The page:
Food from the heart: Popular Falafel Café owner prepares for grand reopening

For more than 20 years, Mae Elassal has found joy in making and serving authentic Middle Eastern food to customers who hail not only from Cleveland but all over the world.

Operating the Falafel Café with her late husband, Hani, on Cedar and Green Roads in Beachwood from 1997 until 2004, and a second location on Euclid Avenue in University Circle from 2000 to 2018—where they served students, faculty, employees of University Hospitals, and visitors from as far away as China and Australia—Elassal lost her Euclid Avenue lease in 2018 and had to close the restaurant.

Plans to reopen in a new location were canceled after Hani died unexpectedly.

Mae Elassa (left) operated the Falafel Café with her late husband, Hani, in Beachwood from 1997 until 2004, and a second location in University Circle from 2000 to 2018.But Elassal is coming back to University Circle this month in the former Simply Greek space, 11454 Uptown Ave., welcoming the return of her loyal customers (1,041 of whom signed a petition in 2018, begging landlord to renew the lease).

“I’ve been here in this area for 18 years and I’ve raised my customers one by one,” Elassal says of University Circle. “I support my customers because they support me, and we’re the only Middle Eastern restaurant around here.”

The new space is about 1,300 square feet, Elassal estimates, and seats about 20 people. She will not have table service like she did at the old location, but she says people can order and eat there or take their food to go.

As a teenager growing up in a mountain village in Lebanon, Elassal learned to cook from her mother. She put her own spin on the recipes and makes all her food, marinades, and sauces from scratch. Grill cook James Tinsley helps execute the authentic dishes like falafel, shawarma (marinated beef and lamb, grilled peppers and onions, tahini, lettuce, tomato, and pickles and pickled turnips), and shish tawook (marinated chicken, grilled peppers and onions, lettuce, tomato, pickles and pickled turnips, and garlic mayo).

Elassal takes great pride in the meals she serves to her customers and says the smiles she sees when they are eating are a reward on their own. “If I don’t eat it, I’m not going to provide it for my customers,” she says. “You can’t please all people, but if I please 75%, I’d be happy.”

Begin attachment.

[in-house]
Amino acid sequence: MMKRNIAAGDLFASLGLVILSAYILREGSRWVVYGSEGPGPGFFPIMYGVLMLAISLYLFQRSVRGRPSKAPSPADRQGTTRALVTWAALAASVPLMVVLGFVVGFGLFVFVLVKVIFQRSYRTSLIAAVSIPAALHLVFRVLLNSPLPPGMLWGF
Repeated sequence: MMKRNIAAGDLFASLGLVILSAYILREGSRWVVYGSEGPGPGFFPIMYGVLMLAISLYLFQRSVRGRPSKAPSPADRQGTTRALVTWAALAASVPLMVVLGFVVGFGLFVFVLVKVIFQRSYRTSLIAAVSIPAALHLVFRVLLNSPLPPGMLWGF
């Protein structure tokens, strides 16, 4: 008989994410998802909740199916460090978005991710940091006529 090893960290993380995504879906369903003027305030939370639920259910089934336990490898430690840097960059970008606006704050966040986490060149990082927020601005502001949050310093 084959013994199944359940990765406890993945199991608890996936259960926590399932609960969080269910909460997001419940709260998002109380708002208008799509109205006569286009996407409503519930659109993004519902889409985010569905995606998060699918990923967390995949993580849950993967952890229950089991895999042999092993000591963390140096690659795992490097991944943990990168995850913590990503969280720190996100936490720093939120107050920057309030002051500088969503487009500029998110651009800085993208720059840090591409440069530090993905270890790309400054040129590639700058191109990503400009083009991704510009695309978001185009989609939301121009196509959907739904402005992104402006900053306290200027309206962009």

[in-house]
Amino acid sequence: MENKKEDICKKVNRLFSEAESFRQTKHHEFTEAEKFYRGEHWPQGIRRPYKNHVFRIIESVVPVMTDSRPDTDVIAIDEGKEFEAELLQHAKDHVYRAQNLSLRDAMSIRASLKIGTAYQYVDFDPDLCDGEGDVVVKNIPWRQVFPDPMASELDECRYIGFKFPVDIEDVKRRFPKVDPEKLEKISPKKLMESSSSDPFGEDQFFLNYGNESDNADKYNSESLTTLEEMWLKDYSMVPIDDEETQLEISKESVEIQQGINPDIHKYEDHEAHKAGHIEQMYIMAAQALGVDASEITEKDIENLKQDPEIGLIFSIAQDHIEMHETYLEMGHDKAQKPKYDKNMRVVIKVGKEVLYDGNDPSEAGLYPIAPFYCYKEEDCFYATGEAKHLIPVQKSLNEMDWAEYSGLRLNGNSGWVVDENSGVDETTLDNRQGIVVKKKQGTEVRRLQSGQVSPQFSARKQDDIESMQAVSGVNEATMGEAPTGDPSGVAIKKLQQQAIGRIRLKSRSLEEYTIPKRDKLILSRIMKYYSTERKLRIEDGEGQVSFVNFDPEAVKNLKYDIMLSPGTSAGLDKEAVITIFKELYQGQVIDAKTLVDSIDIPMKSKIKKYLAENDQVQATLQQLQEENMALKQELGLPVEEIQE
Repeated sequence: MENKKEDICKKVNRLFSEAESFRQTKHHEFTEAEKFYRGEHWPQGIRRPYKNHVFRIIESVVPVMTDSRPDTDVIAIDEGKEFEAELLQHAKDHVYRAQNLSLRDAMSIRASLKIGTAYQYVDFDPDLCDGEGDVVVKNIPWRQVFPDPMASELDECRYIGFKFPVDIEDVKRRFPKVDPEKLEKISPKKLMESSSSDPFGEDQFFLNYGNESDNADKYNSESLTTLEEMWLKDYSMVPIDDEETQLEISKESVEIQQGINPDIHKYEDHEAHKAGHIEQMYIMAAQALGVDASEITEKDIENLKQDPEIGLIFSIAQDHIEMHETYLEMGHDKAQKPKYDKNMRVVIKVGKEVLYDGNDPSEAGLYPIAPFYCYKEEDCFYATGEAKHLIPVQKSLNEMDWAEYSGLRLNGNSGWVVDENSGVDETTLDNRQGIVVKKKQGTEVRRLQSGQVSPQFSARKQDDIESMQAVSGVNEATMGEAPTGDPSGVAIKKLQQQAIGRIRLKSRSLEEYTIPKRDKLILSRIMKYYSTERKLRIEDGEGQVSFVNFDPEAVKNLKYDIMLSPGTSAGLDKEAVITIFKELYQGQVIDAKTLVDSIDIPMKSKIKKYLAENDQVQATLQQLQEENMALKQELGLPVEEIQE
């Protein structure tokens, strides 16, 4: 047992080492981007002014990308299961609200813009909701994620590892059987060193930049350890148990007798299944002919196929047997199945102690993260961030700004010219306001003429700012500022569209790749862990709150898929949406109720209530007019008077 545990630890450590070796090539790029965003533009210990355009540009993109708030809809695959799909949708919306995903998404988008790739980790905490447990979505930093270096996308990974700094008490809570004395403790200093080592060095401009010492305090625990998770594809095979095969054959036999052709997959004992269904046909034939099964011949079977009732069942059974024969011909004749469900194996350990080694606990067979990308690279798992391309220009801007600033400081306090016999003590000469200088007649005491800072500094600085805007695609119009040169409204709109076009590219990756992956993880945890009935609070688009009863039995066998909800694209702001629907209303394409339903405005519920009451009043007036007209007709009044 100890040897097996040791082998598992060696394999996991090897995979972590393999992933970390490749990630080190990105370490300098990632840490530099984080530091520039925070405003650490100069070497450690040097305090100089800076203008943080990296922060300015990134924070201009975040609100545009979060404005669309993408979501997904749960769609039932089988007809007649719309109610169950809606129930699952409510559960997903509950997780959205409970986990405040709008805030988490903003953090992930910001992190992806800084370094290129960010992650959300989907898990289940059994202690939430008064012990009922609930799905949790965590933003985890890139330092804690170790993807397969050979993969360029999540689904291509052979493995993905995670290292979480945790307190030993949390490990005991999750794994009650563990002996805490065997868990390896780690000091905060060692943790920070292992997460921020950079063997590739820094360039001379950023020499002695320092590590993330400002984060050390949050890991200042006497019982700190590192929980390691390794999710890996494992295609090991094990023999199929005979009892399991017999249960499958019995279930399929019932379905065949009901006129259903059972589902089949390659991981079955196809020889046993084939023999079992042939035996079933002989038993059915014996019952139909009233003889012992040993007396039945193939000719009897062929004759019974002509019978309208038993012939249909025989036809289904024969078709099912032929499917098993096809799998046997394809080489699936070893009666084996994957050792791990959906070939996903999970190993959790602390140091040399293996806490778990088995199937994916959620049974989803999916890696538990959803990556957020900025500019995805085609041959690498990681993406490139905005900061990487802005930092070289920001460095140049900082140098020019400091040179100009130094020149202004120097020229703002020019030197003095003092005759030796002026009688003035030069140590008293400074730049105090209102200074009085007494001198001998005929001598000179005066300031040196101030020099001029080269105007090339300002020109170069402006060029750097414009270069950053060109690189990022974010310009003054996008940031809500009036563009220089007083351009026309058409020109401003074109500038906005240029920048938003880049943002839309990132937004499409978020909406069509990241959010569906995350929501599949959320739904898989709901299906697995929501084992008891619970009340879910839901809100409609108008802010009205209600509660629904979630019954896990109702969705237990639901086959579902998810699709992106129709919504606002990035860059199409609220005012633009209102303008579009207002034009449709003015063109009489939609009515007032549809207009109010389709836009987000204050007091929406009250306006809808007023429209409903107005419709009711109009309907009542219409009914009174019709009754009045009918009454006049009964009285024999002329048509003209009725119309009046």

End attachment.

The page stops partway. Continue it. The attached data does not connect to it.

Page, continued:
One of Falafel Cafe’s signature dishes is stuffed grape leaves. Elassal says people have tried to convince her over the years to buy pre-made stuffed grape leaves, but she won’t hear of it—stuffing her leaves by hand with lentils, rice, parsley, tomato, lemon juice and olive oil.

“I’m not going to buy grape leaves,” she says. “No, I’m not going to do it. I’ve kept my product the same from the first day. I’m here to make everything special. They come to me just for my grape leaves.”

Stuffed grape leaves at the Falafel Café In addition to the traditional menu items, Elassal has added a few new sandwiches to the menu, including a fried cauliflower sandwich and a fried eggplant sandwich, both served with sauces and fries. “I’m trying to make the vegan people happy too,” she says.

Elassal signed a three-year lease with the Case Western Reserve University office of real estate, the building’s owner. She credits Case director of real estate Kevin Slesh with helping facilitate the lease. “He’s been so helpful,” she says. “All of the staff at the office have been so helpful.”

Elassal also quickly gives credit to her customers, who have supported her in the two years Falafel Café was closed. “I really appreciate my customers, and I really appreciate them coming back to me, asking about me,” she says. “They sent me notes when my husband died, and a lot of people signed the petition. I love them all.”

The reopening in University Circle is, at least in part, homage to Hani. “Before my husband passed away, I told him we’d keep this business going because he’s one of the founders,” Elassal says. “[If Hani could see me,] he’d be looking at me and he would be proud.”

Read more articles by Karin Connelly Rice.

Karin Connelly Rice enjoys telling people's stories, whether it's a promising startup or a life's passion. Over the past 20 years she has reported on the local business community for publications such as Inside Business and Cleveland Magazine. She was editor of the Rocky River/Lakewood edition of In the Neighborhood and was a reporter and photographer for the Amherst News-Times. At Fresh Water she enjoys telling the stories of Clevelanders who are shaping and embracing the business and research climate in Cleveland.
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